Not innovating is not an option.
Perhaps in the early days of digital banking and mobile apps, innovative technology was a “nice to have,” but that is no longer the case. Today, it is a must-have for financial institutions (FIs) — that is, if they want their payment products to be the first one for which customers reach at the point of sale, whether physical or digital.
The Bank Innovation Readiness Index, in collaboration with payments solutions provider i2c, provides evidence to back that up. It’s now been empirically shown that successful FIs are able to deliver new payments products and features, and those at the head of the race share some common attributes from which the rest can learn.
Fortunately, FIs seem to realize the position they’re in, though some are further along in the journey than others. Only 3 percent of survey respondents told PYMNTS and i2c that they had not been focused on new payments products and features within the last year.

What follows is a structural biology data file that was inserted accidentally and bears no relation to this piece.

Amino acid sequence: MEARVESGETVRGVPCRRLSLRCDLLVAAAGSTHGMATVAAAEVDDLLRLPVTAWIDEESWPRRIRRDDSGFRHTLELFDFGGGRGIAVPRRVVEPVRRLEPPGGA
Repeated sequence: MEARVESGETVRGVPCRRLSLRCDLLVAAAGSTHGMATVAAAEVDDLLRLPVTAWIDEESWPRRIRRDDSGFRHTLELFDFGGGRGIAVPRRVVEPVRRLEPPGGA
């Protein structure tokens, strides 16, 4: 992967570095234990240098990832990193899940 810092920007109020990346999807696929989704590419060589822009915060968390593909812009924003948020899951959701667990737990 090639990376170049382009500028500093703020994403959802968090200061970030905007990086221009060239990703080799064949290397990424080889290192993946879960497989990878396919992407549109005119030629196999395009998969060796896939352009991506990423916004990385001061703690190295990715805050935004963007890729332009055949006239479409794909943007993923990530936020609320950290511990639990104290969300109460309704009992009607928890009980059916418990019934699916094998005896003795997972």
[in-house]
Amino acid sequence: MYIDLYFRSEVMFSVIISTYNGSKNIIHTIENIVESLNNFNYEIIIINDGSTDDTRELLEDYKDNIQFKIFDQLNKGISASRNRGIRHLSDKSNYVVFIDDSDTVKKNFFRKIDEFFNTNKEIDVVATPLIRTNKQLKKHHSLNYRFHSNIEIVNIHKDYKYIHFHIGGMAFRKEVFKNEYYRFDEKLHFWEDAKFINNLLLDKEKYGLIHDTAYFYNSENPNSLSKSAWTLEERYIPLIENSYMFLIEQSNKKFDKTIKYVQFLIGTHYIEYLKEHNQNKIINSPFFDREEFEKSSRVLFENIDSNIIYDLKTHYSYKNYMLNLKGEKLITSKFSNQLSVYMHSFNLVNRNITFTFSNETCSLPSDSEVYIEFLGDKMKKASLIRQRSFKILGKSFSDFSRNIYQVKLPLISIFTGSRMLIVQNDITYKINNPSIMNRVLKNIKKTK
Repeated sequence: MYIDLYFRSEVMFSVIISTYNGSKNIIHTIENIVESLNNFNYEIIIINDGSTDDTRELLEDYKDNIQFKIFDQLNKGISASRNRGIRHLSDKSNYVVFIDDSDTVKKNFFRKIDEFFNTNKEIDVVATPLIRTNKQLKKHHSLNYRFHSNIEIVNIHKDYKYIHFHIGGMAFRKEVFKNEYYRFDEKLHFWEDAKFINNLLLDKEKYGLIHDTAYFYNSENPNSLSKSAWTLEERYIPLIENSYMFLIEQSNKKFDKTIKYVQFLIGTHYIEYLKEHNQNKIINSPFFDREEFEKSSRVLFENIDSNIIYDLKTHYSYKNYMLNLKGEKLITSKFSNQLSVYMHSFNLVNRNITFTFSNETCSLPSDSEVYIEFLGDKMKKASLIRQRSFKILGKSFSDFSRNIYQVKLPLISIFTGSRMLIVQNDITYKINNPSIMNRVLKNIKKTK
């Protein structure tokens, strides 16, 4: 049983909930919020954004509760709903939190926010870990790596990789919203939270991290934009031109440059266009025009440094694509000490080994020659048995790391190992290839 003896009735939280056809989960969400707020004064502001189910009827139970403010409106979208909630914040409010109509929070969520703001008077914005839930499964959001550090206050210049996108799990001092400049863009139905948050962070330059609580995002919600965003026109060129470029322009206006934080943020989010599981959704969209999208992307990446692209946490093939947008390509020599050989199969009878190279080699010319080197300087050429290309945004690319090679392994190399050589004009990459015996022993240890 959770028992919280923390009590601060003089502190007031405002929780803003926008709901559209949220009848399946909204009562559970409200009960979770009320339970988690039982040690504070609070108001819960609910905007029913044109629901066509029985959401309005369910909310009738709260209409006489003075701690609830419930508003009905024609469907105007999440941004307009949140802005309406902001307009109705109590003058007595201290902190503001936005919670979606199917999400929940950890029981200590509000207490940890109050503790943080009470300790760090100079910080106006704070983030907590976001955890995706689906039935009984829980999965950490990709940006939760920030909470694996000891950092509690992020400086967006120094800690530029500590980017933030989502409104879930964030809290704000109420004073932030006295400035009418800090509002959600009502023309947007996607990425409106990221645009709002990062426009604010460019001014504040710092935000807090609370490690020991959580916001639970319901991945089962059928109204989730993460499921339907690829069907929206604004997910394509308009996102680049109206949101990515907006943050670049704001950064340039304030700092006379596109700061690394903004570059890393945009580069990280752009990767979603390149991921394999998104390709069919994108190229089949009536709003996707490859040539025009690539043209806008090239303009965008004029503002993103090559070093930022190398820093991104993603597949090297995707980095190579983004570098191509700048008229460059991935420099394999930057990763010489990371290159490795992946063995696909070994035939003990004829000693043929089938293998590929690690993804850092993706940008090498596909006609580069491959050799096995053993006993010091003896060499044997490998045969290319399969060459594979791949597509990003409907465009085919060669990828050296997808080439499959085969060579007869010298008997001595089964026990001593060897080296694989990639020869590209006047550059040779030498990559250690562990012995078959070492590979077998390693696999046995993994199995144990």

Karen Webster recently hosted a webinar with i2c executive vice president of global client success Peg Johnson to dig into the Index survey results and reveal what FIs can learn from the data. According to Johnson, the key takeaways are as follows:
Innovation is a “must,” and it should not happen in a lab. Johnson elaborated on the sandbox methodology 40 percent of the most successful FIs are using to develop new products and features.
Flexibility is key to success, and an FI’s core technology is at the heart of it all. Johnson took a hard stance against continuing to use legacy technology in this day and age. It had its place, she said, but it is static and does not sync up with the more immediate needs in today’s real-time, consumer-driven economy.
Finally, change can be incremental. It’s not always about the shiny new technology that is here today and may wind up in a dresser drawer, so to speak, when the novelty wears off tomorrow. The important thing is to keep moving — a goal that is supported by that sandbox methodology, said Johnson.